The CIA provided more classified documents about Haspel to the committee on Monday, including her performance evaluations, an agency spokeswoman said. But Senator Mark Warner of Virginia, the Intelligence panel’s top Democrat, sent a letter to Haspel Monday saying the level of disclosure so far is “unacceptable.”
After meeting with Haspel on Tuesday, Senator Ron Wyden of Oregon, a senior Democrat on the committee, said he expects the most crucial portions of Haspel’s confirmation hearing will be conducted behind closed doors, which he said sets a dangerous precedent.
Wyden said the administration is unwilling to declassify information “that I believe the American people have a right to have” and is needed to answer the question, “What was the nominee’s role during this crucial period and what sort of person is she?”
Feinstein told CBS’s “Face the Nation” on April 22 that she’s spoken to Haspel about the CIA’s interrogation program and that the nominee “regrets it.” But Feinstein said Haspel supported the methods while they were being used and that she supervised one of the sites “where some of this ‘interrogation’ -- so-called -- went on.”
In an April 24 letter to Feinstein and other senators, Jaime Cheshire, the CIA’s director of congressional affairs, said the agency is committed to providing a “complete picture” of Haspel’s 33-year CIA career, including her time working in its counterterrorism center. But Cheshire said the agency protects information regarding personnel involved in the former “Rendition, Detention and Interrogation” program, as well as information about the operation and location of any overseas detention facilities.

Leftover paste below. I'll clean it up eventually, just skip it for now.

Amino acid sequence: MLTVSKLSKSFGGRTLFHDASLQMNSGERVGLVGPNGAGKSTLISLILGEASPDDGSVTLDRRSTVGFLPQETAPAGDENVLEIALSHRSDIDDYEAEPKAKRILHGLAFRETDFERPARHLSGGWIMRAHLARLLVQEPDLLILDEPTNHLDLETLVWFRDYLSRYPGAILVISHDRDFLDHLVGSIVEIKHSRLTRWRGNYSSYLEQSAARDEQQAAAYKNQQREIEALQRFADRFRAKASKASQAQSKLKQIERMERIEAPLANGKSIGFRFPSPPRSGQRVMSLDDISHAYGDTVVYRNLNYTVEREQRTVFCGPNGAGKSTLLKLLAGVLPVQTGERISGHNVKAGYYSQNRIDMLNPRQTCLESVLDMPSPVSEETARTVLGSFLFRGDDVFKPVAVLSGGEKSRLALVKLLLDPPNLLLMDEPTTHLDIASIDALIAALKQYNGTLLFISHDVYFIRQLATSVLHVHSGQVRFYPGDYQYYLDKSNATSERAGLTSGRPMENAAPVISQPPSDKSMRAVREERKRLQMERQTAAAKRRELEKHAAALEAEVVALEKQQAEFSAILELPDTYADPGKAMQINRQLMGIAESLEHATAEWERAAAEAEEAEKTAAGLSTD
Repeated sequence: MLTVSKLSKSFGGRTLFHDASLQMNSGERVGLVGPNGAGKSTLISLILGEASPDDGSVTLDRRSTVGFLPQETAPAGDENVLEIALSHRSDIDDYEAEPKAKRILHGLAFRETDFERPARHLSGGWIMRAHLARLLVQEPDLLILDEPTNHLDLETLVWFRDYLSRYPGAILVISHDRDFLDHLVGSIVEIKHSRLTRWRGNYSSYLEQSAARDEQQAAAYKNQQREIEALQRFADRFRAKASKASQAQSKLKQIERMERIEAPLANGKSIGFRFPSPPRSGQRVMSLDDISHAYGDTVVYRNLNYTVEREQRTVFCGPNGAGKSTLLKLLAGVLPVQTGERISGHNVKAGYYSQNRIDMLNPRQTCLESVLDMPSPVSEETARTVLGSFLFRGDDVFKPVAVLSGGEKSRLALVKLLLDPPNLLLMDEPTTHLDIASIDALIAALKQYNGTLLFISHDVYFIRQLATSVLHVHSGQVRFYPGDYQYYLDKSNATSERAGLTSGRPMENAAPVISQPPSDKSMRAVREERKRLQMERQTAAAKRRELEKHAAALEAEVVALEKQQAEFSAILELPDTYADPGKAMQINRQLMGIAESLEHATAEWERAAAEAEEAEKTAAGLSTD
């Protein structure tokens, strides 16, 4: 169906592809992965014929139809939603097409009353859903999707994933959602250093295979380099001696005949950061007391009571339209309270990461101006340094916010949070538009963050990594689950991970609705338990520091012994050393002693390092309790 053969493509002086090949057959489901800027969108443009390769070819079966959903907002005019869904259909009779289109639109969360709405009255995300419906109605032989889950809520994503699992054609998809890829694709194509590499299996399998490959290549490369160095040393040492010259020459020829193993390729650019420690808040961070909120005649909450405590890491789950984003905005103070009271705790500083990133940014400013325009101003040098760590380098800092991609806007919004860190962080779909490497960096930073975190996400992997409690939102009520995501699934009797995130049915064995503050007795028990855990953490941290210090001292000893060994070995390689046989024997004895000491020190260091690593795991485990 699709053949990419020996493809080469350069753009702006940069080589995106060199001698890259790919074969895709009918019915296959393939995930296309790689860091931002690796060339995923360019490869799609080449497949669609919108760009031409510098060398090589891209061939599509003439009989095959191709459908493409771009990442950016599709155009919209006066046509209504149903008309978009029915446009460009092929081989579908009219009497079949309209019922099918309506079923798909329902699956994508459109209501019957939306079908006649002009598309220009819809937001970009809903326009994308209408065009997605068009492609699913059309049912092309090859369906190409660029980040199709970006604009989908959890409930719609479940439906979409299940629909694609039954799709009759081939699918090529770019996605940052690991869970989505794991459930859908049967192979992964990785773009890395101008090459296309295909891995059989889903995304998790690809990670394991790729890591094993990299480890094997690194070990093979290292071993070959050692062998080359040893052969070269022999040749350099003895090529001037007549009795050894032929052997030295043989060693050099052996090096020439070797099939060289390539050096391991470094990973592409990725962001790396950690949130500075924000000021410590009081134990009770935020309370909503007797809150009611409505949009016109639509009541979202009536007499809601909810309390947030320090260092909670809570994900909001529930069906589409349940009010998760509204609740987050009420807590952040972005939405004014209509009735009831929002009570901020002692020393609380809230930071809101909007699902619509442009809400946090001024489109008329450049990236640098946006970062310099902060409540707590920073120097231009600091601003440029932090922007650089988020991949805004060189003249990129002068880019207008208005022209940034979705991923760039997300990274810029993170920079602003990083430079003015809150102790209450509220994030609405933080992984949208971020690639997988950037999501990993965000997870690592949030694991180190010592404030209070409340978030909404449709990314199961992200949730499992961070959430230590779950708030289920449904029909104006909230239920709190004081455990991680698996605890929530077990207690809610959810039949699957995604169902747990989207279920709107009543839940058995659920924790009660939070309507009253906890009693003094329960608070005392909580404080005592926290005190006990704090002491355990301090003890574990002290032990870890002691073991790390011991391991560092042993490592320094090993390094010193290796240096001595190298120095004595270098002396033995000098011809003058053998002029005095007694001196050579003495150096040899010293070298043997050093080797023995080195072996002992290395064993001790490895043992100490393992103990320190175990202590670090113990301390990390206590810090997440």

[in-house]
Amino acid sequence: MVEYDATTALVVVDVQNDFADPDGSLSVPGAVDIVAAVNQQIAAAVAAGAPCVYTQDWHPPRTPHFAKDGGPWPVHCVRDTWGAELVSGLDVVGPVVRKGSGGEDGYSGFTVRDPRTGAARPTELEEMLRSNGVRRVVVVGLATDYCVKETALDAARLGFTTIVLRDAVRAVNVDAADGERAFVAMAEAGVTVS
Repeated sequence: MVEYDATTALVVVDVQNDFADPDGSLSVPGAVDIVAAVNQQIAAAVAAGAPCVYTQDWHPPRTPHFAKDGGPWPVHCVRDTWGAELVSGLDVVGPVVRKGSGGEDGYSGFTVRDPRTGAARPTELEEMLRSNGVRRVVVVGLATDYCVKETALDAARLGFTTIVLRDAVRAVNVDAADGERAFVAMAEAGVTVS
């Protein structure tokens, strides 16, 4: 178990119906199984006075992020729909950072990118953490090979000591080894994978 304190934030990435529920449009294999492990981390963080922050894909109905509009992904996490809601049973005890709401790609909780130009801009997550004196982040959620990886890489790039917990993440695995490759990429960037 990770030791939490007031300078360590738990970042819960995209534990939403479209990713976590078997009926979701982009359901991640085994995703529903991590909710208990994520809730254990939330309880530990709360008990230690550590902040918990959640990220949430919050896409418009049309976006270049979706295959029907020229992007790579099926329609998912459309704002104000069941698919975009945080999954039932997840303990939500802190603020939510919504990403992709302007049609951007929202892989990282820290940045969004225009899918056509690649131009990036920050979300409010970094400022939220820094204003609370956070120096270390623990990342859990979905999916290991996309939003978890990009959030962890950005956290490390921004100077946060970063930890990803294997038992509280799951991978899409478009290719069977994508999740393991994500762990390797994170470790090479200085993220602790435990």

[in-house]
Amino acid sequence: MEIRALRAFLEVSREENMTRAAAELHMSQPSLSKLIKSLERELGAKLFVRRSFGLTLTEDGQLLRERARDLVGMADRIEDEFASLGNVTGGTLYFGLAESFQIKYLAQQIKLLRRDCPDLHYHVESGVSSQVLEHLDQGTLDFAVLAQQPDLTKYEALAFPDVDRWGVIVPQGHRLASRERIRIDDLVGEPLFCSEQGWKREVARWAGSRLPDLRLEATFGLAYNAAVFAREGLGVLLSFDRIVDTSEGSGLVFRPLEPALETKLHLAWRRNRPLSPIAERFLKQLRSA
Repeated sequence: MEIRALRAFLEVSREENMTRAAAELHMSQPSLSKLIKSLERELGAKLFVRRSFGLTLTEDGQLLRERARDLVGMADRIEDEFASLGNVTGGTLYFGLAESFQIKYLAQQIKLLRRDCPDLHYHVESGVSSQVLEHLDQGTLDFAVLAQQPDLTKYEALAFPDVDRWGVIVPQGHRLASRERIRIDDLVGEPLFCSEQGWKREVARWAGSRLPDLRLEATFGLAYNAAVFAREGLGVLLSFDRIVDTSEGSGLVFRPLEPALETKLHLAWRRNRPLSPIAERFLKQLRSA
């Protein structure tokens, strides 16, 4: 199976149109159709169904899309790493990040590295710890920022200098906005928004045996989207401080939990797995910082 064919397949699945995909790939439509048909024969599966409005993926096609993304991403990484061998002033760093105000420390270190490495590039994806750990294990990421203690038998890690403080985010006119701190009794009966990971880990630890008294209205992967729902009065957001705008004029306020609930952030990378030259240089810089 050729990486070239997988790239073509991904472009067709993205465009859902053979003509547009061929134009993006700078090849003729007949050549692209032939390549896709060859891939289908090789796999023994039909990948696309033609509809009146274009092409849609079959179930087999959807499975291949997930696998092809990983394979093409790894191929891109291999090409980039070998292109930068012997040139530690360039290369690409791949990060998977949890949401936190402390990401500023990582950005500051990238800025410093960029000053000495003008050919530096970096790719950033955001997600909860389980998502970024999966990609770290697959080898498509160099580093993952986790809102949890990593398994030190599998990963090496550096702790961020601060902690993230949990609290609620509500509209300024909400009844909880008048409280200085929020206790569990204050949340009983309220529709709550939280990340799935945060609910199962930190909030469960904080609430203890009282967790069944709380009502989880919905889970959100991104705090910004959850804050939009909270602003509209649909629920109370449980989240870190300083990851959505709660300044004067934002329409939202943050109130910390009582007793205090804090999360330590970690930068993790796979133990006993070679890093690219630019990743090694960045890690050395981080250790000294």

In 2002, Haspel oversaw a secret agency prison in Thailand, where the New York Times reported that an al-Qaeda suspect, Abd al-Rahim al-Nashiri, was waterboarded three times. Last month, the CIA declassified a 2011 memo by then-Deputy Director Michael Morell on his decision not to discipline Haspel for her role in destroying tapes of detainee interrogations.
In the memo, Morell, who was following up on an investigation by a special prosecutor, found fault with Haspel’s former boss at the time, Director of the National Clandestine Service Jose Rodriguez. He said a memo drafted by Haspel calling for the destruction of interrogation tapes -- which were shredded in 2005 -- was ordered by Rodriguez and that she believed Rodriguez would seek permission from then-CIA Director Porter Goss before carrying it out.
In 2014, Senate Democrats led by Feinstein issued a scathing report on the CIA’s secret detention facilities and interrogation techniques, after bitter fights with the agency over what information the lawmakers could obtain and what they could release. It found the agency’s techniques were far more brutal and less effective than publicly portrayed.
Daniel Jones, a former chief investigator for the Senate Intelligence Committee and lead author of the report, said Haspel’s actions helped prompt the committee’s inquiry.
“The decision to destroy the tapes by Rodriguez and the creation of that cable by Gina Haspel and her advocacy of the destruction of the tapes” led to the eventual 7,000-page report, Jones said on a call with reporters last week.
President Barack Obama issued an executive order in 2009 prohibiting the use of brutal tactics such as waterboarding, but his administration declined to pursue potential criminal charges against CIA agents after he said “we need to look forward as opposed to looking backwards.”
Robert Ford, a former U.S. ambassador to Syria, said confirming Haspel could undercut U.S. efforts to promote human rights because she’ll always be identified with the enhanced interrogation program.
“Her confirmation is going to be interpreted not just as sweeping it under the rug, but people overseas are going to look at it as it’s an implicit approval of that program,” Ford told reporters on a conference call Tuesday.